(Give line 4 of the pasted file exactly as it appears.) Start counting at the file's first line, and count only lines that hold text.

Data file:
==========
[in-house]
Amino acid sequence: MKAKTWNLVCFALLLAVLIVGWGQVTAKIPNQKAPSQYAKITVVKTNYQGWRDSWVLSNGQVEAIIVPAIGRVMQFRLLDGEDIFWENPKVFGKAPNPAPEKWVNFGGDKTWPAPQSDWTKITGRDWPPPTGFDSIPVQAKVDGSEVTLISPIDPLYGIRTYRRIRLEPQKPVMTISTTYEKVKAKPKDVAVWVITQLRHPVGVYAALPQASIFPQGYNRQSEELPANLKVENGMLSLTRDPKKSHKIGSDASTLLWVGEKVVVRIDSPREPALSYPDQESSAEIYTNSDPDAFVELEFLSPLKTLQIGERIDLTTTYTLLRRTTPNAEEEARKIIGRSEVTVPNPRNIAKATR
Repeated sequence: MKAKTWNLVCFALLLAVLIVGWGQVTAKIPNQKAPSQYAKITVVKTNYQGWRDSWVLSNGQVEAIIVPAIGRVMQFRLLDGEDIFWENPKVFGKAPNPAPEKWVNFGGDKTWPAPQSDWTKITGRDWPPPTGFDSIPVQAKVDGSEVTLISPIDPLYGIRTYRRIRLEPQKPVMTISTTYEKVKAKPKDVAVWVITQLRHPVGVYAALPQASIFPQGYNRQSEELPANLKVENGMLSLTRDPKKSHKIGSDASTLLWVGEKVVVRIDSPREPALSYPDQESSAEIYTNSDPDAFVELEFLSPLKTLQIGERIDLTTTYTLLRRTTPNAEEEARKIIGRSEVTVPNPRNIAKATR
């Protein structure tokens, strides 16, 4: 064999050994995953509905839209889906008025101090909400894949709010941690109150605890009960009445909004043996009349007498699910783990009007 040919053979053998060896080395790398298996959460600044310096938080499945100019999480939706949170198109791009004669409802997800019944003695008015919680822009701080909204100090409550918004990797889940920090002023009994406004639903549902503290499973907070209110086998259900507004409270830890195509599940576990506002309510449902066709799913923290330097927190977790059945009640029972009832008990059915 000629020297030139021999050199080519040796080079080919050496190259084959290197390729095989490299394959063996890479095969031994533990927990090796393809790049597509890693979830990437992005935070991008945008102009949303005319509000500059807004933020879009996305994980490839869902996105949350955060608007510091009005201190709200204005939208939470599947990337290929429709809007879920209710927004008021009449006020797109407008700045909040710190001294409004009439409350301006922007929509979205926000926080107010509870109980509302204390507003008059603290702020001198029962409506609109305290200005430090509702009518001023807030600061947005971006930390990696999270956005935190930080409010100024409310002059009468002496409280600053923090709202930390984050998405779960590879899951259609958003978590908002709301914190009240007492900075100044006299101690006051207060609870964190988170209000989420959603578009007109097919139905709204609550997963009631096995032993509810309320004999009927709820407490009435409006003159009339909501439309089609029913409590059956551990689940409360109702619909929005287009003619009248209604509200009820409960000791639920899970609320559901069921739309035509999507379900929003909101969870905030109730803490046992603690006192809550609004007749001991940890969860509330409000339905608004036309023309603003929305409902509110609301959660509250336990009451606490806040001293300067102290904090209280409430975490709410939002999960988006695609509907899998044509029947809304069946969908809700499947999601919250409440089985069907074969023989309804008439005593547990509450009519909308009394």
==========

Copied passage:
């Protein structure tokens, strides 16, 4: 064999050994995953509905839209889906008025101090909400894949709010941690109150605890009960009445909004043996009349007498699910783990009007 040919053979053998060896080395790398298996959460600044310096938080499945100019999480939706949170198109791009004669409802997800019944003695008015919680822009701080909204100090409550918004990797889940920090002023009994406004639903549902503290499973907070209110086998259900507004409270830890195509599940576990506002309510449902066709799913923290330097927190977790059945009640029972009832008990059915 000629020297030139021999050199080519040796080079080919050496190259084959290197390729095989490299394959063996890479095969031994533990927990090796393809790049597509890693979830990437992005935070991008945008102009949303005319509000500059807004933020879009996305994980490839869902996105949350955060608007510091009005201190709200204005939208939470599947990337290929429709809007879920209710927004008021009449006020797109407008700045909040710190001294409004009439409350301006922007929509979205926000926080107010509870109980509302204390507003008059603290702020001198029962409506609109305290200005430090509702009518001023807030600061947005971006930390990696999270956005935190930080409010100024409310002059009468002496409280600053923090709202930390984050998405779960590879899951259609958003978590908002709301914190009240007492900075100044006299101690006051207060609870964190988170209000989420959603578009007109097919139905709204609550997963009631096995032993509810309320004999009927709820407490009435409006003159009339909501439309089609029913409590059956551990689940409360109702619909929005287009003619009248209604509200009820409960000791639920899970609320559901069921739309035509999507379900929003909101969870905030109730803490046992603690006192809550609004007749001991940890969860509330409000339905608004036309023309603003929305409902509110609301959660509250336990009451606490806040001293300067102290904090209280409430975490709410939002999960988006695609509907899998044509029947809304069946969908809700499947999601919250409440089985069907074969023989309804008439005593547990509450009519909308009394």